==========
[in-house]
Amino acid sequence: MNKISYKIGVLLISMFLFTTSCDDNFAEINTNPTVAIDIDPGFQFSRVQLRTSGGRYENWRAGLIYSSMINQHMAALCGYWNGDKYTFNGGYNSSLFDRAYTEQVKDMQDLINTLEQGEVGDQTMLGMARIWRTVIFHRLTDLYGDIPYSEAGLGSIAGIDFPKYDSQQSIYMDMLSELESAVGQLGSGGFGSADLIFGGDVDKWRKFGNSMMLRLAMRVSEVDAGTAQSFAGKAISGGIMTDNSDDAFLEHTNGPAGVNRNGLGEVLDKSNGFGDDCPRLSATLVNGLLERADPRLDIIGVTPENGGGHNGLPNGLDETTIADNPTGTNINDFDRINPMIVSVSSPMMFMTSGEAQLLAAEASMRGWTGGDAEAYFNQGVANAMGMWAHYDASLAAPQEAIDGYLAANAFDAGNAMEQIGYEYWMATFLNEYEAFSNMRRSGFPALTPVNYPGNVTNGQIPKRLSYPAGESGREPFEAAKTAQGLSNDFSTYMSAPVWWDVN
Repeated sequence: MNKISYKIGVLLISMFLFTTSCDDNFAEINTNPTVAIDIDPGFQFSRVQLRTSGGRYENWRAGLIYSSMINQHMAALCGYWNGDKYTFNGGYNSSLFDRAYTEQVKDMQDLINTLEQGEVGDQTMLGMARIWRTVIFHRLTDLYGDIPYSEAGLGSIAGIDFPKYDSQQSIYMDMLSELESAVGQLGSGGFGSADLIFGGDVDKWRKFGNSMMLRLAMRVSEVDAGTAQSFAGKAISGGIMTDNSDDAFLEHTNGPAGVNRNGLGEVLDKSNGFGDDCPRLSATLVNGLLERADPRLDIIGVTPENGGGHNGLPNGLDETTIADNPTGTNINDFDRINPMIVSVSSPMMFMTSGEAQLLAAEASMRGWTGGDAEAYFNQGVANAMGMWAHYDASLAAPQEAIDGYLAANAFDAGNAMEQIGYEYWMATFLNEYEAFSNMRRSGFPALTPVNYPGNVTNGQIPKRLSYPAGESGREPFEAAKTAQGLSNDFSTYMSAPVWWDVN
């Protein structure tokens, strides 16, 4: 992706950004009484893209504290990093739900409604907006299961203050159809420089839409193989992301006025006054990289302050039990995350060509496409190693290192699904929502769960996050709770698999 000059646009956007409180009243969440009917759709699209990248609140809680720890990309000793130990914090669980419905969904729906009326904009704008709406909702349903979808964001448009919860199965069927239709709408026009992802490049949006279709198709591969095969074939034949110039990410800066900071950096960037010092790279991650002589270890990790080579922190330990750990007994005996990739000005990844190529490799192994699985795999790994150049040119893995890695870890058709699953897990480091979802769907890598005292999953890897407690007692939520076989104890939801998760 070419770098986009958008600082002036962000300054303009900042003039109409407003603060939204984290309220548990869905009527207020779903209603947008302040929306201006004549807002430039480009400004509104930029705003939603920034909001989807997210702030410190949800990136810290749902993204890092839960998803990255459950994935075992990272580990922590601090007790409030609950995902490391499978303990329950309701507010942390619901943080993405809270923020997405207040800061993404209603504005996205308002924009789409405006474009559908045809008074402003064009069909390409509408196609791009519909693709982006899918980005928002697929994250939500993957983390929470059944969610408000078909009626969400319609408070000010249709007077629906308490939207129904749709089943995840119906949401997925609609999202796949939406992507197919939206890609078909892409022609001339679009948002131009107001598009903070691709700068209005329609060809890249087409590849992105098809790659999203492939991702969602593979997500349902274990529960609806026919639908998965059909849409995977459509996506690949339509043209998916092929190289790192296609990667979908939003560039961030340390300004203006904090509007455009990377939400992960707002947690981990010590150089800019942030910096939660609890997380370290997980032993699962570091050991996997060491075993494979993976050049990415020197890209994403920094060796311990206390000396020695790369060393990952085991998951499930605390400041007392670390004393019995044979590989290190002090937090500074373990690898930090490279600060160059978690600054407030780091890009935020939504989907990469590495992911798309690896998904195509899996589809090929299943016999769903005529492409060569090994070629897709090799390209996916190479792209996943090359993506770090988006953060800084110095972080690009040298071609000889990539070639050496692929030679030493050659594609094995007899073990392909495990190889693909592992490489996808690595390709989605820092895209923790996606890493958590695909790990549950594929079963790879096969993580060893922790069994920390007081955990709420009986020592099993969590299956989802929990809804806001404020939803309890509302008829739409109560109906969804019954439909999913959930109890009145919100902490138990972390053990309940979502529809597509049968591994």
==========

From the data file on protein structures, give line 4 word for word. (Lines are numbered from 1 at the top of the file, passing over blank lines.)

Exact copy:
């Protein structure tokens, strides 16, 4: 992706950004009484893209504290990093739900409604907006299961203050159809420089839409193989992301006025006054990289302050039990995350060509496409190693290192699904929502769960996050709770698999 000059646009956007409180009243969440009917759709699209990248609140809680720890990309000793130990914090669980419905969904729906009326904009704008709406909702349903979808964001448009919860199965069927239709709408026009992802490049949006279709198709591969095969074939034949110039990410800066900071950096960037010092790279991650002589270890990790080579922190330990750990007994005996990739000005990844190529490799192994699985795999790994150049040119893995890695870890058709699953897990480091979802769907890598005292999953890897407690007692939520076989104890939801998760 070419770098986009958008600082002036962000300054303009900042003039109409407003603060939204984290309220548990869905009527207020779903209603947008302040929306201006004549807002430039480009400004509104930029705003939603920034909001989807997210702030410190949800990136810290749902993204890092839960998803990255459950994935075992990272580990922590601090007790409030609950995902490391499978303990329950309701507010942390619901943080993405809270923020997405207040800061993404209603504005996205308002924009789409405006474009559908045809008074402003064009069909390409509408196609791009519909693709982006899918980005928002697929994250939500993957983390929470059944969610408000078909009626969400319609408070000010249709007077629906308490939207129904749709089943995840119906949401997925609609999202796949939406992507197919939206890609078909892409022609001339679009948002131009107001598009903070691709700068209005329609060809890249087409590849992105098809790659999203492939991702969602593979997500349902274990529960609806026919639908998965059909849409995977459509996506690949339509043209998916092929190289790192296609990667979908939003560039961030340390300004203006904090509007455009990377939400992960707002947690981990010590150089800019942030910096939660609890997380370290997980032993699962570091050991996997060491075993494979993976050049990415020197890209994403920094060796311990206390000396020695790369060393990952085991998951499930605390400041007392670390004393019995044979590989290190002090937090500074373990690898930090490279600060160059978690600054407030780091890009935020939504989907990469590495992911798309690896998904195509899996589809090929299943016999769903005529492409060569090994070629897709090799390209996916190479792209996943090359993506770090988006953060800084110095972080690009040298071609000889990539070639050496692929030679030493050659594609094995007899073990392909495990190889693909592992490489996808690595390709989605820092895209923790996606890493958590695909790990549950594929079963790879096969993580060893922790069994920390007081955990709420009986020592099993969590299956989802929990809804806001404020939803309890509302008829739409109560109906969804019954439909999913959930109890009145919100902490138990972390053990309940979502529809597509049968591994």